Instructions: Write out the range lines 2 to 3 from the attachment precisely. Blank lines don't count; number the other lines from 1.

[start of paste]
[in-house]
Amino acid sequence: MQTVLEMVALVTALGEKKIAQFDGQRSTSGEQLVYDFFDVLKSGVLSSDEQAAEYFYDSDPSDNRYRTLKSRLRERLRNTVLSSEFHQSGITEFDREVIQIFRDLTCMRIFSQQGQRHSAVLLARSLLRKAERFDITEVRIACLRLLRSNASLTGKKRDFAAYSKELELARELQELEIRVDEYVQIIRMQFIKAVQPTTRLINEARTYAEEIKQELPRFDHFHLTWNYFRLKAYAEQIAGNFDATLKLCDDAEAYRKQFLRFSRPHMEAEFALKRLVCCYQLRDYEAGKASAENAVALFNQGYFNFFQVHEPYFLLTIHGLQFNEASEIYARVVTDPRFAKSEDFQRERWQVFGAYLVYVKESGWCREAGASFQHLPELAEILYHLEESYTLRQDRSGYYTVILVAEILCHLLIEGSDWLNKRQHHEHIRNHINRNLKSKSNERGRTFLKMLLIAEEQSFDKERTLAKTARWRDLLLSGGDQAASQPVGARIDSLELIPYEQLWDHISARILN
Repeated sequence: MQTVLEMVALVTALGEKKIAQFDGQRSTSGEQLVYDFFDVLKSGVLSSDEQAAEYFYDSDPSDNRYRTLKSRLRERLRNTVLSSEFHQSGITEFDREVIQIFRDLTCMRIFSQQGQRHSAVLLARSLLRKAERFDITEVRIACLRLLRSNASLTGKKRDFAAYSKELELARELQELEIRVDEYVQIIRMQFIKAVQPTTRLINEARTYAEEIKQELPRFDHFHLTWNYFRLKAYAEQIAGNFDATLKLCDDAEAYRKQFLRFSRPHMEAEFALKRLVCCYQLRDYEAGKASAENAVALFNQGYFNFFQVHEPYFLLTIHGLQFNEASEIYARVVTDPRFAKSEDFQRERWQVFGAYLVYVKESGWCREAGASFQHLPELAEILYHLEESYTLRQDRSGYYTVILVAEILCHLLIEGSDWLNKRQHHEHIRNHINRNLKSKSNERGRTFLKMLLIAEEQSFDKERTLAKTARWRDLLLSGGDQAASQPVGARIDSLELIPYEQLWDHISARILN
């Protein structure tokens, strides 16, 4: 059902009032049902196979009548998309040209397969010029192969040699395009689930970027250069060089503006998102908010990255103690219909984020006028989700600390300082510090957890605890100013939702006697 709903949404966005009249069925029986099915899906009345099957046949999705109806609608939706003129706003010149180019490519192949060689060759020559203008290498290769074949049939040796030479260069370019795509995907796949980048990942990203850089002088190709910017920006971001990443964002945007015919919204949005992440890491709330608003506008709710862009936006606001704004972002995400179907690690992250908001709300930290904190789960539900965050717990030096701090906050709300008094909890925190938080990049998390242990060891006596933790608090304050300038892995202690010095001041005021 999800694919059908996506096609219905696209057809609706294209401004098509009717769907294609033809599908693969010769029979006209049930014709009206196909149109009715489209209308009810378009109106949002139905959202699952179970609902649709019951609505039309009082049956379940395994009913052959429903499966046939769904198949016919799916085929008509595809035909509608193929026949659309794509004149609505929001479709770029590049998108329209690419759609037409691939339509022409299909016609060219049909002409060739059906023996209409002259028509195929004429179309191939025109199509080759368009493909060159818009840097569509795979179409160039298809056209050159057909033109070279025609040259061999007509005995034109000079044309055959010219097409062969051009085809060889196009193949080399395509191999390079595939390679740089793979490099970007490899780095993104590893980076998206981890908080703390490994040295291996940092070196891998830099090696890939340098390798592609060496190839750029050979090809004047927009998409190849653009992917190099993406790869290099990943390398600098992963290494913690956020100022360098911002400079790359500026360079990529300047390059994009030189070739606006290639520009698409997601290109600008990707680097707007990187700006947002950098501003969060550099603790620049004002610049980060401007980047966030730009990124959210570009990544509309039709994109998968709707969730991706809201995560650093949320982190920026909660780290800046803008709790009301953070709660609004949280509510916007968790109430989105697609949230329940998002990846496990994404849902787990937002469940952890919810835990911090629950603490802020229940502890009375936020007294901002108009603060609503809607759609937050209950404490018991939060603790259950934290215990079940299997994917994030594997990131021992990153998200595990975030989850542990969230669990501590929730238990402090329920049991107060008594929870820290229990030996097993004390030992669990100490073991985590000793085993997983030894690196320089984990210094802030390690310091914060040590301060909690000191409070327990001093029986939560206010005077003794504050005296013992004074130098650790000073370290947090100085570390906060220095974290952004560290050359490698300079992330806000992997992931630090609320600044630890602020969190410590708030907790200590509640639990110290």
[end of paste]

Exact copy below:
Amino acid sequence: MQTVLEMVALVTALGEKKIAQFDGQRSTSGEQLVYDFFDVLKSGVLSSDEQAAEYFYDSDPSDNRYRTLKSRLRERLRNTVLSSEFHQSGITEFDREVIQIFRDLTCMRIFSQQGQRHSAVLLARSLLRKAERFDITEVRIACLRLLRSNASLTGKKRDFAAYSKELELARELQELEIRVDEYVQIIRMQFIKAVQPTTRLINEARTYAEEIKQELPRFDHFHLTWNYFRLKAYAEQIAGNFDATLKLCDDAEAYRKQFLRFSRPHMEAEFALKRLVCCYQLRDYEAGKASAENAVALFNQGYFNFFQVHEPYFLLTIHGLQFNEASEIYARVVTDPRFAKSEDFQRERWQVFGAYLVYVKESGWCREAGASFQHLPELAEILYHLEESYTLRQDRSGYYTVILVAEILCHLLIEGSDWLNKRQHHEHIRNHINRNLKSKSNERGRTFLKMLLIAEEQSFDKERTLAKTARWRDLLLSGGDQAASQPVGARIDSLELIPYEQLWDHISARILN
Repeated sequence: MQTVLEMVALVTALGEKKIAQFDGQRSTSGEQLVYDFFDVLKSGVLSSDEQAAEYFYDSDPSDNRYRTLKSRLRERLRNTVLSSEFHQSGITEFDREVIQIFRDLTCMRIFSQQGQRHSAVLLARSLLRKAERFDITEVRIACLRLLRSNASLTGKKRDFAAYSKELELARELQELEIRVDEYVQIIRMQFIKAVQPTTRLINEARTYAEEIKQELPRFDHFHLTWNYFRLKAYAEQIAGNFDATLKLCDDAEAYRKQFLRFSRPHMEAEFALKRLVCCYQLRDYEAGKASAENAVALFNQGYFNFFQVHEPYFLLTIHGLQFNEASEIYARVVTDPRFAKSEDFQRERWQVFGAYLVYVKESGWCREAGASFQHLPELAEILYHLEESYTLRQDRSGYYTVILVAEILCHLLIEGSDWLNKRQHHEHIRNHINRNLKSKSNERGRTFLKMLLIAEEQSFDKERTLAKTARWRDLLLSGGDQAASQPVGARIDSLELIPYEQLWDHISARILN